When renowned burn surgeon John Hansbrough, M.D., took his own life
in San Diego in 2001, his family and friends decided to take steps to raise
awareness of the problem of suicide in physicians. Their efforts culminated in
an educational campaign led by the American Foundation for Suicide Prevention
(AFSP) geared to preventing suicide in physicians and medical students.
At the center of the campaign are two films, a longer film targeting
physicians, titled "Struggling in Silence: Physician Depression and
Suicide," and a shorter film targeting medical students, titled"
Out of the Silence: Medical Student Depression and Suicide."
From top to bottom: Robert Lehmberg, M.D., is an Arkansas plastic
surgeon who struggled with depression for years before seeking help.
Alice Flaherty, M.D., Ph.D., a neurologist practicing in Massachusetts,
has been treated successfully for bipolar disorder.
Flaherty sees her patients and conducts research at Massachusetts
General Hospital in Boston.
Lehmberg (left) and treating psychiatrist G. Richard Smith, M.D.,
discuss Lehmberg's experience with depression.
A medical student at the University of California, San Diego, found that
successful depression treatment enabled her to keep up with her
Stills from the film Struggling in Silence: Physician Depression and
"Struggling in Silence" will air on Los Angeles PBS station
KCET in May (check local listings).
The physician depression-awareness and suicide-prevention campaign began in
2002 with a consensus conference that culminated in a statement titled"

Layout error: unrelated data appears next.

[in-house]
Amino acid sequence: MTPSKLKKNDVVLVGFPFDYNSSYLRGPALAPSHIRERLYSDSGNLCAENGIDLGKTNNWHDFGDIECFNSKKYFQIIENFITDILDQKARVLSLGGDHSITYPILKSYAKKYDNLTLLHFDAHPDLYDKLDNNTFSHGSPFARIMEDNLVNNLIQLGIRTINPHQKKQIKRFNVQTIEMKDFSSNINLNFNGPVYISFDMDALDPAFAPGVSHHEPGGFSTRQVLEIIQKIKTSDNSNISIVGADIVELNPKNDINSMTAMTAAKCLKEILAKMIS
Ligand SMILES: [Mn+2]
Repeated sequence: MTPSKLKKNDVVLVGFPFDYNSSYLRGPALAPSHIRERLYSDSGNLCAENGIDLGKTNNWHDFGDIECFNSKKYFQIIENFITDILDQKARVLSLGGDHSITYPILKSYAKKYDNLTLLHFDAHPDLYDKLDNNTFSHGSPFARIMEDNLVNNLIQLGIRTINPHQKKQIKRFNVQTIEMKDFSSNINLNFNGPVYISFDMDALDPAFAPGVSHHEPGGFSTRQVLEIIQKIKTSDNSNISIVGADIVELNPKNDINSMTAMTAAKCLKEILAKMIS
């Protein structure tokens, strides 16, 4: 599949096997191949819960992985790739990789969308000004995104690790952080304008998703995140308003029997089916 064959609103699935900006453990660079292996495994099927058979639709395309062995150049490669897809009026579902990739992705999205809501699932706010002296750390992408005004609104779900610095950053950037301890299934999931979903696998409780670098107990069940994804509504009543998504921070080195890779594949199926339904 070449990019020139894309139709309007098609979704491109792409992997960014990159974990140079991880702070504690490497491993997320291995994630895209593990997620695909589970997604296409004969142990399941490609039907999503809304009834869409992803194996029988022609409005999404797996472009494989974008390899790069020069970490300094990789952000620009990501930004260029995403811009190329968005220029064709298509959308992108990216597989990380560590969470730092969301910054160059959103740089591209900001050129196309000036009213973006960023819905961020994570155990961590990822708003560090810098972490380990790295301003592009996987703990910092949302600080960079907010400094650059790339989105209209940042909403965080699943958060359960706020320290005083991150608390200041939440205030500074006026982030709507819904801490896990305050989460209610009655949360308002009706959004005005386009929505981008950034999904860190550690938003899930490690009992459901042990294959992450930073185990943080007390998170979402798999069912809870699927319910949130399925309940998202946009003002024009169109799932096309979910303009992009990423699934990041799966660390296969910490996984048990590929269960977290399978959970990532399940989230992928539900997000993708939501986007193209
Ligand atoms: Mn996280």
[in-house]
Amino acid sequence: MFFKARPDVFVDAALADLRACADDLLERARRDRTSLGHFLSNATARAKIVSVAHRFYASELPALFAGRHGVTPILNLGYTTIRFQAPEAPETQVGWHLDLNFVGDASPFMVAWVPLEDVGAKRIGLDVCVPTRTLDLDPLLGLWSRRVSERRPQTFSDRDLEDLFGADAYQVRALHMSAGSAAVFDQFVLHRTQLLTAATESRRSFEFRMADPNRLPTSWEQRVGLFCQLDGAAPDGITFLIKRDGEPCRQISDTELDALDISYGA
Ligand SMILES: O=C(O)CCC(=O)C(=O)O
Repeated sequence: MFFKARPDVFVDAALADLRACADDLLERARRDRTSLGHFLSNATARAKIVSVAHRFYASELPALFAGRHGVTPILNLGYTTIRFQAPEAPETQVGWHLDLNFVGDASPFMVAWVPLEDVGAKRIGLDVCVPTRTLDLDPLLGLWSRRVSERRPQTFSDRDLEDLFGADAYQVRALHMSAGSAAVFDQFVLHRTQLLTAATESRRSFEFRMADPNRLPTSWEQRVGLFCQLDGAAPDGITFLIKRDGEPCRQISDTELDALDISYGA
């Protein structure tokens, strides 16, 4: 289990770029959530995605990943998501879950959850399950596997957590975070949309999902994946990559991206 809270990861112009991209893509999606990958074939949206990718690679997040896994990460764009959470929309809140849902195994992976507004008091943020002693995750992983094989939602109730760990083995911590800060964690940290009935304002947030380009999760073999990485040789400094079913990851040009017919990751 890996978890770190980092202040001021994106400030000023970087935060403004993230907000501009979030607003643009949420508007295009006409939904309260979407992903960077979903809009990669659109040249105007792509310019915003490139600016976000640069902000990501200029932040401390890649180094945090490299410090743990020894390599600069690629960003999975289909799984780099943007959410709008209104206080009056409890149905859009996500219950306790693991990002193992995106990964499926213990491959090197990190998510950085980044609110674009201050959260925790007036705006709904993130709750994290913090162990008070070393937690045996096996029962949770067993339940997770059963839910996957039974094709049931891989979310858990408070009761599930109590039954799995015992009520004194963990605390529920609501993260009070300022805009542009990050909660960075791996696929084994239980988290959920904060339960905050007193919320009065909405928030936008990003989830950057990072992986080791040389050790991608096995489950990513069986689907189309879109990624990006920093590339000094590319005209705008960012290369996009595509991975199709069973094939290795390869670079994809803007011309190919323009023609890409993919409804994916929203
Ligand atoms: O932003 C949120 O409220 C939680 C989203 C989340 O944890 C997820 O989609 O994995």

Confronting Depression and Suicide in Physicians," which was
published in the June 18, 2003, Journal of the American Medical
The statement concluded, "The culture of medicine accords low
priority to physician mental health despite evidence of untreated mood
disorders and an increased burden of suicide" and barriers to treatment
for physicians, such as discrimination in medical licensing, hospital
privileges, and professional advancement.
According to data posted on the AFSP Web site, physicians die by suicide
more frequently than others of their gender and age in both the general
population and other professional fields.
"Suicide is disproportionately high among physicians, especially
women, and usually related to mood disorders, substance abuse disorders, or
both," Charles Reynolds III, M.D., told Psychiatric News.
Reynolds is the UPMC Professor of Geriatric Psychiatry and a professor of
neurology and neuroscience at the University of Pittsburgh School of Medicine.
Reynolds chaired an advisory committee that offered input and direction on the
making of the film.
Depression often goes unrecognized and untreated in physicians due to"
professional attitudes that discourage admission of health
vulnerabilities," according to psychiatrist Paula Clayton, M.D., who is
the AFSP'S medical director and convened the advisory committee that Reynolds
chaired. "There is a fear of asking for help because some think that by
doing so, they may be hindering their careers," she told Psychiatric